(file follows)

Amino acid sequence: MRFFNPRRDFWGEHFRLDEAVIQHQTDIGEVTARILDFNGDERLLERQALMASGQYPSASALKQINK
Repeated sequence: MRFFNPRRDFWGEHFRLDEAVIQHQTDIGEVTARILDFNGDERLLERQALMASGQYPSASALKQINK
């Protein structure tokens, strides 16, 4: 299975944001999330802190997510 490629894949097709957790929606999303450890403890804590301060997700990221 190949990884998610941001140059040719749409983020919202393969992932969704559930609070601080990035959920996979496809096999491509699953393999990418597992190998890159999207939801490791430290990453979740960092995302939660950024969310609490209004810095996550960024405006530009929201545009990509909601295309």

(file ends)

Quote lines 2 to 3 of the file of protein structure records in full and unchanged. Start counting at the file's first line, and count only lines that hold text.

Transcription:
Repeated sequence: MRFFNPRRDFWGEHFRLDEAVIQHQTDIGEVTARILDFNGDERLLERQALMASGQYPSASALKQINK
């Protein structure tokens, strides 16, 4: 299975944001999330802190997510 490629894949097709957790929606999303450890403890804590301060997700990221 190949990884998610941001140059040719749409983020919202393969992932969704559930609070601080990035959920996979496809096999491509699953393999990418597992190998890159999207939801490791430290990453979740960092995302939660950024969310609490209004810095996550960024405006530009929201545009990509909601295309």